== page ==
Young people do care about the future of this country
I attended the Barrie rally against the prorogation of Parliament on Saturday afternoon, and I have to say that I was truly impressed by the many messages relayed throughout the crowd, including the rally signs that read: "More Work. Less Spin," "Not Paid to Prorogue" and my favourite, "Hey Harper, if you can't multitask, let a mom run the country."
Twelve speakers addressed a crowd of a few hundred people about a variety of issues, including Site 41, civil disobedience, poverty and prorogation, senate and electoral reform, the ideals of democracy and the student voice.
As a student in the Laurentian University program at Georgian College, I was quite pleased to hear one of our own students, Chris Rutherford, address the crowd. I asked him after his speech why he believed it was important that students attend events like these, and Chris replied that it was important to "give a student voice, prove that we aren't apathetic, that we are the future of politics."
During his speech, Chris distinguished between voter apathy, which many claim is at the forefront of the youth voting issue, and simple disgust for government activity, or lack thereof. The solution, Chris believes, is to change the system, and the only way to do this is to get involved as students in the political system.
I approached several other students from the local Georgian College campus, including Keygan Ricketts, a political science student in the Laurentian program.
Asking Keygan why he thought it was important for students to attend this event, to peacefully protect against halting government, he said it was "because you see the disregard for our MPs, and for what our people want." Based on so many excuses, Keygan sees prorogation as taking away the rights of representation, and he, as a student, supports a change in our government.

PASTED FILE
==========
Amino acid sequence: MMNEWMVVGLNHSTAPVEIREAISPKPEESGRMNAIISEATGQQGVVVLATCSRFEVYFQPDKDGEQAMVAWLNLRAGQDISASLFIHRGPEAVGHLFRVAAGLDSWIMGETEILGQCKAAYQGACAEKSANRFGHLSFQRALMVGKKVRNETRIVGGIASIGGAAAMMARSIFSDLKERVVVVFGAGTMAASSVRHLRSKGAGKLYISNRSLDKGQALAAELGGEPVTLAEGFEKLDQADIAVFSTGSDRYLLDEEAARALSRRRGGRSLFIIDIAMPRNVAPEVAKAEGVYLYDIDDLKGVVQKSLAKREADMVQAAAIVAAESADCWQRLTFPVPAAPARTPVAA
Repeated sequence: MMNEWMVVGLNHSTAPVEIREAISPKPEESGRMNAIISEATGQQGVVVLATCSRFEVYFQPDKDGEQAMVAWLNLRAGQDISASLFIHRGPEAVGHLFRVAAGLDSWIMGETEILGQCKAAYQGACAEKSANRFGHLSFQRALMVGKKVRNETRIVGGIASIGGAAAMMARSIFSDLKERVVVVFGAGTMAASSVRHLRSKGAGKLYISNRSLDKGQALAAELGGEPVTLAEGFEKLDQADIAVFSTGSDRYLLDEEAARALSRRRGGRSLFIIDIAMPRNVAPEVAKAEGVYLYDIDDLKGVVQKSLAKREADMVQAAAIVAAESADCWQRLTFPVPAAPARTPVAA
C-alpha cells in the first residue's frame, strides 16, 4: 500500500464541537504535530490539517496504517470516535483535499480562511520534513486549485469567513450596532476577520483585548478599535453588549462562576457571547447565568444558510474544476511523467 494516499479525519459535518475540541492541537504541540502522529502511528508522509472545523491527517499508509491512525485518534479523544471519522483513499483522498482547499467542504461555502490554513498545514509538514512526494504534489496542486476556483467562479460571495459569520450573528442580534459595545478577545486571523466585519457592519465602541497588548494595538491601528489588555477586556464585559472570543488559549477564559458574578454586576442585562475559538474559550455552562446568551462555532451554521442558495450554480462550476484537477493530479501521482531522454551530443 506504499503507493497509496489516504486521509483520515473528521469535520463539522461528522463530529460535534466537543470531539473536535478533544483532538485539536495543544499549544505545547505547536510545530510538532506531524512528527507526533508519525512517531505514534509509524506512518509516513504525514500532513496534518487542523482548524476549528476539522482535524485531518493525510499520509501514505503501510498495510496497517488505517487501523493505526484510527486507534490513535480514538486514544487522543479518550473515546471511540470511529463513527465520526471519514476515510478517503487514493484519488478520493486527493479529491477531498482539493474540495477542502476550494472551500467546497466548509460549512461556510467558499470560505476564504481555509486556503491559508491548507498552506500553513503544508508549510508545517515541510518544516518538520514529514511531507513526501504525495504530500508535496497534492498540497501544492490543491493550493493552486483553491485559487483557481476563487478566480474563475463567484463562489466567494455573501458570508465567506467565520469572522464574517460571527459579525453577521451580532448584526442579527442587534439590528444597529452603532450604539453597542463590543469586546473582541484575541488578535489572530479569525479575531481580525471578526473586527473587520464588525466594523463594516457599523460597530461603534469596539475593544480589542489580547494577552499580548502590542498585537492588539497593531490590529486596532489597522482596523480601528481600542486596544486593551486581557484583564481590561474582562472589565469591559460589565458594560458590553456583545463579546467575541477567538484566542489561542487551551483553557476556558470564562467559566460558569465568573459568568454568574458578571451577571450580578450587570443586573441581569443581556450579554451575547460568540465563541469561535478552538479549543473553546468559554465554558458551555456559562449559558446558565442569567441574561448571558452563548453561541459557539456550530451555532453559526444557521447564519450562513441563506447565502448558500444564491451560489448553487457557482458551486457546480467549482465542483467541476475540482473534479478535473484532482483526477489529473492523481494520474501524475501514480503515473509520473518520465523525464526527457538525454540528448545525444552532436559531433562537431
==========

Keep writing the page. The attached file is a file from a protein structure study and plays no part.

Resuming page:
A classmate of Keygan's, Elizabeth Nielsen, explained that she and her peers were attending "because we care. Harper keeps saying that we don't, but we do."
Certainly, Patty Coates, president of the Barrie Labour Council, believed in the same ideals, as she chanted with the crowd, "Yes We Care! Yes We Care!" She also discussed what prorogation means and how it bothers people from all walks of life, including the workers (some 222 seasonal employees laid off in parliament during this prorogation period, according to the MC of the event).
She asked the crowd rhetorically: "Who is working for the people of Canada for the next two months?" Of course, everyone shouted back similar, rather heated answers -- no one. Patty also posed the question of what kind of message this would be sending to the youth, suggesting that "prorogue" has become the new slang for slacking off, like her own son wanting to take a personal day from school or Coates wanting to avoid her 100 or so e-mails a day and to start anew.
I also had the opportunity to speak with the MC of the event, Don MacNeil, a local radio host. According to Don, "this government wants people's apathy. It is easy to get things through when the nation is asleep."
What we need, Don says, is a 1960s culture, not a culture of disenfranchisement, where young voters believe that their votes will count just as much as Don's and are willing to engage themselves in political discussion.
I asked the Liberal candidate from Simcoe-Grey, Andrea Matrosovs, about this issue of young voters getting out and participating in events such as the rally against prorogation. She had brought her daughter to the event, and having been a high school teacher years before, understands the common concern that young people face -- why bother taking part in politics, why bother protesting against the actions of our politicians.
According to Andrea, there is a message here at rallies such as this: One step at a time.
"Just keep going," she says, because there is a legacy, that, as students and as young people, we need to uphold.
Nicole Birch-Bayley is a third-year Laurentian University student at Georgian College, majoring in English.